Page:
For months now, people have been making the case that Twitter needs to remove Donald Trump from its platform. In January, the CEO of reddit and the former head of localization for Twitter wrote an impassioned letter to Twitter CEO Jack Dorsey urging him to look at Trump’s criticizing of a civil rights hero, the attack on an 18-year-old girl, and his use of the service to spread propaganda and lies as reason enough. The Verge recently said that Twitter has a morale obligation to ban Trump for all of his name-calling and turning Twitter into a toxic swamp. Pando said that Trump’s use of two Twitter accounts (a personal one and an official POTUS one) is a violation of the company’s terms of service, and the company is showing great cowardice for not doing something about the President’s baseless wiretapping accusations towards Obama. This past week, the creator of House of Cards even pleaded with Twitter to remove Trump, saying the President’s use posed a threat to national security.
But whether there’s good reason for Twitter to remove Trump or not, it’s not going to happen. Not on its own, at least. Because if there’s one thing Twitter places importance on above all, it is its bottom line. When you’re in the business of monetizing conversation and attention, let’s face it, you’re not going to boot the world’s most controversial person from your platform. The only thing that has moved the needle for Twitter in recent months is Trump, who helped drive an uptick in usage surrounding the election. Again, it’s just not going to happen on its own. If so, it would have happened already.
But if we were serious about it — and I mean really serious about it — here’s how we could force it to happen. We could stage a #DeleteTrump protest… of Twitter itself. For one week, we’d get as many people across the globe to pledge to pause their use of the service. Twitter has 140 million people using it daily. If 35 million people could take a stand, that’s 25% of Twitter’s business gone overnight. Maybe it would take more than a week, I’m not sure — but I’m telling you, with the investor pressure Twitter is under these days, a substantial boycott would be a blow the business cannot sustain.
It would need to start with the resistance-minded celebrity influencers; the Chrissy Teigens and George Tekais of the world. They could start a movement. It could then be amplified by the likes of Bernie Sanders and Michael Moore, to rally the troops. Then you get the Jake Tappers and Ezra Kleins firing up the media and you’ve hit a critical mass. If enough high profile people and news organizations — the lifeblood of Twitter in many respects — would lead by example as well as encourage their followers, you could see a drastic drop in usage across the platform that would have ripple effects.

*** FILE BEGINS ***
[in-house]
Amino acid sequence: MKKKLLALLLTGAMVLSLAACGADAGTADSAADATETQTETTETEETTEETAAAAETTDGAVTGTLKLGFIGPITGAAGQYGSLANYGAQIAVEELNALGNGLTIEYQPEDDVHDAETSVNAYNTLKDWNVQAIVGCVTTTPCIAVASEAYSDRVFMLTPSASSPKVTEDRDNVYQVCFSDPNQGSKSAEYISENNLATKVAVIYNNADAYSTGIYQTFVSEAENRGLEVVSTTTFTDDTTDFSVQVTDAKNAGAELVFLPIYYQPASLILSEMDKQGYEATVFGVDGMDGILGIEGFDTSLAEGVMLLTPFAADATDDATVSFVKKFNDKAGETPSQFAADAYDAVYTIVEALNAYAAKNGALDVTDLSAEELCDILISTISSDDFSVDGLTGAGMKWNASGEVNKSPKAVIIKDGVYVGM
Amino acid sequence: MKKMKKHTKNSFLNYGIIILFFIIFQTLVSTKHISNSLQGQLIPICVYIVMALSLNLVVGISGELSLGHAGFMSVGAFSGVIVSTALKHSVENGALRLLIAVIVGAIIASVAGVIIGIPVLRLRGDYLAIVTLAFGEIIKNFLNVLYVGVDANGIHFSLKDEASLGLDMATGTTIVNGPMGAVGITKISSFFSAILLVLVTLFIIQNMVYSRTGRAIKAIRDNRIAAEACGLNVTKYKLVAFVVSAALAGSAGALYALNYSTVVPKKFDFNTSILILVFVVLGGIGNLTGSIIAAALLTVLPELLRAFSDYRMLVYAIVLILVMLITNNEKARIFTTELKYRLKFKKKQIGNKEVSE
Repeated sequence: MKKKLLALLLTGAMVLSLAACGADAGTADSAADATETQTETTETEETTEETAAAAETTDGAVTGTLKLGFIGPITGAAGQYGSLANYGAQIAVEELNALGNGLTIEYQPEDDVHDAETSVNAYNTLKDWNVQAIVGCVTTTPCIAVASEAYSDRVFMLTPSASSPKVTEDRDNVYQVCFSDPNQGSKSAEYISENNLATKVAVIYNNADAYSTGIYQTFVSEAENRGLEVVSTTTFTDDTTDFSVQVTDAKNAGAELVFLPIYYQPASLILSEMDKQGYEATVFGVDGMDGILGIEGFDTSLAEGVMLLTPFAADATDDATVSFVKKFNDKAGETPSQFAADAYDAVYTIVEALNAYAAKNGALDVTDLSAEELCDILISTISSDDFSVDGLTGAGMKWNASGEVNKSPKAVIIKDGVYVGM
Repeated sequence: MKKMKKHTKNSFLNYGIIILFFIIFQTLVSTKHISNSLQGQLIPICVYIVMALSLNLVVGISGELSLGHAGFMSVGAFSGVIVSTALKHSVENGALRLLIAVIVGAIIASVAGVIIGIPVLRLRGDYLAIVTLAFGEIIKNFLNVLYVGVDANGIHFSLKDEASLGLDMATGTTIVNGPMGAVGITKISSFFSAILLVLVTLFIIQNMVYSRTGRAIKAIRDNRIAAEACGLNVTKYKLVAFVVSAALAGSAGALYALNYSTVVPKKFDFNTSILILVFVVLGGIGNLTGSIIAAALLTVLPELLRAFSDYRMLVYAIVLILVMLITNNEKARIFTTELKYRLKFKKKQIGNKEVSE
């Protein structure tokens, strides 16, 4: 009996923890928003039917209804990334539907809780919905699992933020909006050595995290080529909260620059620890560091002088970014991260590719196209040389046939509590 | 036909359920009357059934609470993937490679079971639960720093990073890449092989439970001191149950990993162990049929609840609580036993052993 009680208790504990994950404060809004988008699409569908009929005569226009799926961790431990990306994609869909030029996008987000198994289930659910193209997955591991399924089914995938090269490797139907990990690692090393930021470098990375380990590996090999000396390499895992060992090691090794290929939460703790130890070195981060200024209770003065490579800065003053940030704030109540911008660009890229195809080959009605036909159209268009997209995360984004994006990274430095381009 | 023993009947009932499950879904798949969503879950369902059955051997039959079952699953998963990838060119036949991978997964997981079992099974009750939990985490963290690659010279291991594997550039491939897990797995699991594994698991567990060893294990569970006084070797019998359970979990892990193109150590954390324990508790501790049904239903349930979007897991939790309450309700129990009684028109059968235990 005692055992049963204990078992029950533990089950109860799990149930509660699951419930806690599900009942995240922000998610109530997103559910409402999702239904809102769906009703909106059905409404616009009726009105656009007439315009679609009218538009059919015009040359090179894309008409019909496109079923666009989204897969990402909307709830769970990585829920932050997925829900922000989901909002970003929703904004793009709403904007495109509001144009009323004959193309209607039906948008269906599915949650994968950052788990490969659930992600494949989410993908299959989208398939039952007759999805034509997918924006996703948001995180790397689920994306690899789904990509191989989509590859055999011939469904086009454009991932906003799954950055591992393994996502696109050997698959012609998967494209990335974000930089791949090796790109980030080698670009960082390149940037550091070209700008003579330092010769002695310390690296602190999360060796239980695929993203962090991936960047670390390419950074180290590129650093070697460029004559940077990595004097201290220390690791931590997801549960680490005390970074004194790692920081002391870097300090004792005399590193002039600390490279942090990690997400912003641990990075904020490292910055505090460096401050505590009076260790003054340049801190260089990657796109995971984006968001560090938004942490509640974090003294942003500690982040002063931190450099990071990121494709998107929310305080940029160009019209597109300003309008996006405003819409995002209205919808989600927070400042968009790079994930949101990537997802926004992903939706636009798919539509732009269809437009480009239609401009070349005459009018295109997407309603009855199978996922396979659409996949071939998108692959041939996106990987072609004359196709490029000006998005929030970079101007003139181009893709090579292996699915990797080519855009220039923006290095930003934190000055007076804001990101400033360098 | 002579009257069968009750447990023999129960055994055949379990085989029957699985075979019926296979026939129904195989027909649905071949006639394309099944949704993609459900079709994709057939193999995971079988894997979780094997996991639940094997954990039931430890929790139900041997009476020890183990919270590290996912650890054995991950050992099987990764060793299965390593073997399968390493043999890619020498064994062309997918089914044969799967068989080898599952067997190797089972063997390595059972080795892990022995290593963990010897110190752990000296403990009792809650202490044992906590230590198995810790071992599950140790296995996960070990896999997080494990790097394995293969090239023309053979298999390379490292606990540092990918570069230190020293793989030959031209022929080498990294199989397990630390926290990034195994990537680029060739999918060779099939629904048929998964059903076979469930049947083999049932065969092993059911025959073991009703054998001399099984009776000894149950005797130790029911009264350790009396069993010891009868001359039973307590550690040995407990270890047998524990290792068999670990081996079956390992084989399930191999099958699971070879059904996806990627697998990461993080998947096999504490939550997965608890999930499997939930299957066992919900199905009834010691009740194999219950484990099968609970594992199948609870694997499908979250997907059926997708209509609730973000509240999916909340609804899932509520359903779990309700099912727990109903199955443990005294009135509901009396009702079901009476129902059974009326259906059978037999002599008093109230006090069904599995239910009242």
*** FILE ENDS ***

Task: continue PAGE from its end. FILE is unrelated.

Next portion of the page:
It may sound incredulous, but if there’s one thing this election has taught us is that nothing is impossible anymore. The fact that, quite literally, one of the worst people on earth got elected to be President of the United States of America was one thing, but every resistance action since has been history in the making. The millions of people across the globe who marched for women. The #DeleteUber campaign that got a $65 billion dollar company to change its stance and walk away from Trump’s business advisory council. Getting Ivanka’s clothing lines pulled from multiple retailers. The resistance has fought hard and made unprecedented impact in so many ways. If millions can march in the streets, surely they can temporarily give up an app. Heck, you’ve got a quarter of a million people following a goddamn onion just to prove a point. This could be done.
“But how would we survive without Twitter?” you might ask. The same way you did before Twitter became a daily habit. Visit your favorite (reputable) news site. Watch the evening news. Heaven forbid, read a paper front to back. You could do this. We all could do this. If we really wanted to, we could do this. You all have Facebook accounts that work too.
It’s a kernel of an idea, but it would take some high profile champions to turn it into action. If you think it has any merit, please share it with those who might be able to do something with it. Personally, I would give up Twitter for a week in a heartbeat if I knew it could make a difference. I know many of you would too.
And who knows, a week off of Twitter might actually be really healthy for everyone. Most of all, the President.